This film looks at the last 100 years of marijuana use, culture, and legislation, compiled from 400 hours of archival footage. Narrated by the celebrity weed aficionado Woody Harrelson, whose very name in the credits will ensure a laugh from audiences.
"This film explores the history of the American government's official policy on marijuana in the 20th century. Rising with nativist xenophobia with Mexican immigration and their taste for smoking marijuana, we see the establishment of a wrong headed federal drug policy as a crime issue as opposed to a public health approach. Fuelled by prejudice, hysterical propaganda and political opportunism undeterred by voices of reason on the subject, we follow the story of a costly and futile crusade against a substance with questionable ill effects that has damaged basic civil liberties."
- Kenneth Chisholm
"The history of marijuana in the United States since its unofficial introduction in the early twentieth century is presented. As a product, it has been a focus of a strong government campaign to rids its distribution and use, primarily from the 1930's to the 1970's. Harry J. Anslinger, the first Commissioner of the Federal Bureau of Narcotics, and President Richard Nixon were the chief persons waging the war. During the early battle, marijuana was popularly thought to cause a slew of maladies, including temporary insanity and murderous tendencies, as depicted through such movies as Marihuana (1936/I) aka "Reefer Madness". This popular belief led to marijuana being effectively classified an illegal substance in the United States in 1937. When some of these myths were debunked, especially through the free-wheeling 1960's, anti-marijuana messaging turned to it being a gateway substance to stronger more dangerous illicit drugs, such as heroin. As much of the marijuana coming into the United States since the 1950's was from China, the government also used anti-Communist messaging. Both Anslinger and Nixon quashed any scientific reports that came out refuting the government's claims, such as a report commissioned by New York Mayor 'Fiorello Laguardia' . To the end of the century, America's war on marijuana has cost the government several billions of dollars."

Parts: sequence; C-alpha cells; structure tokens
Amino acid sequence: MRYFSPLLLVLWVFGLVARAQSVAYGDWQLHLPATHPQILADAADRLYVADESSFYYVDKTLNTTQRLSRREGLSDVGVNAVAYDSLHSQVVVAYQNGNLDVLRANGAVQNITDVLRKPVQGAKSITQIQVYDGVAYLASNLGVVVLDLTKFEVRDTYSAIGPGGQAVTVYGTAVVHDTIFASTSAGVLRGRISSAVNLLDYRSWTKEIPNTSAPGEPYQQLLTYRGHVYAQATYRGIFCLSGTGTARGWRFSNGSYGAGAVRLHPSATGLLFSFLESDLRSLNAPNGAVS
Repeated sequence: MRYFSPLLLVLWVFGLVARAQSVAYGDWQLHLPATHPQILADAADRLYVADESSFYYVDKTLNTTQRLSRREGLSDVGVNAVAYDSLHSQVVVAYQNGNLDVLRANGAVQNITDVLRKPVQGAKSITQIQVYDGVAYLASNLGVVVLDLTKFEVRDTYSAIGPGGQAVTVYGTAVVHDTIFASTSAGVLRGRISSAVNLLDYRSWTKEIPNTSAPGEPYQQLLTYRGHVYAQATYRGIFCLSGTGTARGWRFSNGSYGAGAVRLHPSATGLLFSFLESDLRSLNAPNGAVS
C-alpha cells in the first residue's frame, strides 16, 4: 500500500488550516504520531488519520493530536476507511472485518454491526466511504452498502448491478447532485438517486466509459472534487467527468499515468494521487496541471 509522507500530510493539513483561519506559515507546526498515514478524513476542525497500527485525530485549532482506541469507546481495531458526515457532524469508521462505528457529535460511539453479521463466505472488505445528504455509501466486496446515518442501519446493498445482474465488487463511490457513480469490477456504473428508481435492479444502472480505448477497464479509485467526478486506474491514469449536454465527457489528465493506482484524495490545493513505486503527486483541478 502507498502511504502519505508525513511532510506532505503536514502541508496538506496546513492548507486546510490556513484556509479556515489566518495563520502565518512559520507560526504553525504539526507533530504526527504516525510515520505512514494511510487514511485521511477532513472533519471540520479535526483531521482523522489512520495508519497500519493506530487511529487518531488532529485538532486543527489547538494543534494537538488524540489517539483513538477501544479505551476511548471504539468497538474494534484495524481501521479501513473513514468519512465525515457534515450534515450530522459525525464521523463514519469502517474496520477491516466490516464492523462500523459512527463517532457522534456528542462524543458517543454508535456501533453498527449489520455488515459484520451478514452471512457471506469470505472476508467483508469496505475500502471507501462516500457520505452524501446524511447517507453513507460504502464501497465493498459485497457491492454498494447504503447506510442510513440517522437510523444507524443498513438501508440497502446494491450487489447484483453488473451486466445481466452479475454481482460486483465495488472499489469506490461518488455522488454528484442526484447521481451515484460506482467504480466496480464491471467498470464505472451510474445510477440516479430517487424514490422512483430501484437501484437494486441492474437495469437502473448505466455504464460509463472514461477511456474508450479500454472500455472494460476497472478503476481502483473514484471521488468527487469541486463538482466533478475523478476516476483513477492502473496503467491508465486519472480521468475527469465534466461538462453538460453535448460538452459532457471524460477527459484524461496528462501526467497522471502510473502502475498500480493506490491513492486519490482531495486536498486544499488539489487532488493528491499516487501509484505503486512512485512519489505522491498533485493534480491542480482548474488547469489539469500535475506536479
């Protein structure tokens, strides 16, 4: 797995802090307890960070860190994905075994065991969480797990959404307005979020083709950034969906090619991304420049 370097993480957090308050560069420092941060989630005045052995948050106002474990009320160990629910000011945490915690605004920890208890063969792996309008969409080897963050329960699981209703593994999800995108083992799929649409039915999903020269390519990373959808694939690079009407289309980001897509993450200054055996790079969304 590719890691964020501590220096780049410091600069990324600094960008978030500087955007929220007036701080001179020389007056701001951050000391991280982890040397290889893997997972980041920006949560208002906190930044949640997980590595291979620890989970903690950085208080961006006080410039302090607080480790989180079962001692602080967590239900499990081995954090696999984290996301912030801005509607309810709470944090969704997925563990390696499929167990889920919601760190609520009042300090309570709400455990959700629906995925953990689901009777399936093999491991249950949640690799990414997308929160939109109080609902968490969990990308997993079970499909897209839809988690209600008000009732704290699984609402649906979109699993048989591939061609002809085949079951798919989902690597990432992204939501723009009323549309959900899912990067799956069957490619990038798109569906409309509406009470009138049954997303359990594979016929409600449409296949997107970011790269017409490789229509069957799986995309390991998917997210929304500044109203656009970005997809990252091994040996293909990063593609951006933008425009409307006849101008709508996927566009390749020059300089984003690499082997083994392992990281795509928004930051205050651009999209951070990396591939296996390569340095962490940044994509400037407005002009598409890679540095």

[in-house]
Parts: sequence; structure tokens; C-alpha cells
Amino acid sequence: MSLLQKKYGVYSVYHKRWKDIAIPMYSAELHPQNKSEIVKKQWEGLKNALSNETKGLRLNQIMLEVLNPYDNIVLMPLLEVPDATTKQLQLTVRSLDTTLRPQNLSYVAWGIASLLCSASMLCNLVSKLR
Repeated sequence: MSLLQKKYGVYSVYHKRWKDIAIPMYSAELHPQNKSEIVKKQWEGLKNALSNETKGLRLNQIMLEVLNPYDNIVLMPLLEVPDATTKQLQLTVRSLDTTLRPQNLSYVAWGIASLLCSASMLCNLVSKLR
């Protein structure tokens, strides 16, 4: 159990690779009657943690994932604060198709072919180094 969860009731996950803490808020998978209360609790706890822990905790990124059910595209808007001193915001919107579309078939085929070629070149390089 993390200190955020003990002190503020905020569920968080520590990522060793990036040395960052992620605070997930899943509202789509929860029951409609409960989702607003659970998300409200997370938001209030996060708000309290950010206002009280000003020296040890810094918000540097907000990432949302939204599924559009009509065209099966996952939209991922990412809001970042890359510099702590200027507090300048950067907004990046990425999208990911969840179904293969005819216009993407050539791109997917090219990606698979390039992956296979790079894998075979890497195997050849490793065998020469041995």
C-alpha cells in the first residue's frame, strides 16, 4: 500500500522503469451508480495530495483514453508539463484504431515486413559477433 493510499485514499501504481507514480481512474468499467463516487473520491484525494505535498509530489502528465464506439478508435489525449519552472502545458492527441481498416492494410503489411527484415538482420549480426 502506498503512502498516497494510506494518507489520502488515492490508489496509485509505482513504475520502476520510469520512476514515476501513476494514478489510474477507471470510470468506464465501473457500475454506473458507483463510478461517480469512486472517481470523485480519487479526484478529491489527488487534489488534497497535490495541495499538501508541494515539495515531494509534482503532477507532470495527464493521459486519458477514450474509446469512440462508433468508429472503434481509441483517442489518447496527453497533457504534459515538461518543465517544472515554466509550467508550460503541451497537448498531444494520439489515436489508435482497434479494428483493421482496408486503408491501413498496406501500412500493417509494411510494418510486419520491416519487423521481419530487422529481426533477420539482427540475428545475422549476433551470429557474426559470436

"Most of my films celebrate popular culture, underground artists, marginal artists," says Mann.
"They bring them to a mainstream audience. This film brings an underground issue forward, but it's motivated by a desire to do what's right. That's very different. That makes the film political. I was surprised at the reaction to the political content. I think people do respond to the wastefulness of the American war on marijuana ... especially the cost. There is a political point being made more overtly political than anything I've ever done ... and it's summed up by Woody Harrelson saying the American anti-marijuana campaign has been misguided and totally ineffective."
The political nature of drug laws and anti-drug campaigns, incidentally, was underlined by a story in The Globe and Mail the week before the screening of Grass at the Toronto International Film Festival. The story detailed how Mexico's economy was harmed by being designated as soft on drugs, an idea spearheaded by the United States ... the kind of moral and political chicanery Grass exposes.
One of the funniest movies on the American history of Marijuana !
For some more laughs ... Here is 'Reefer Madness' ... :D ...
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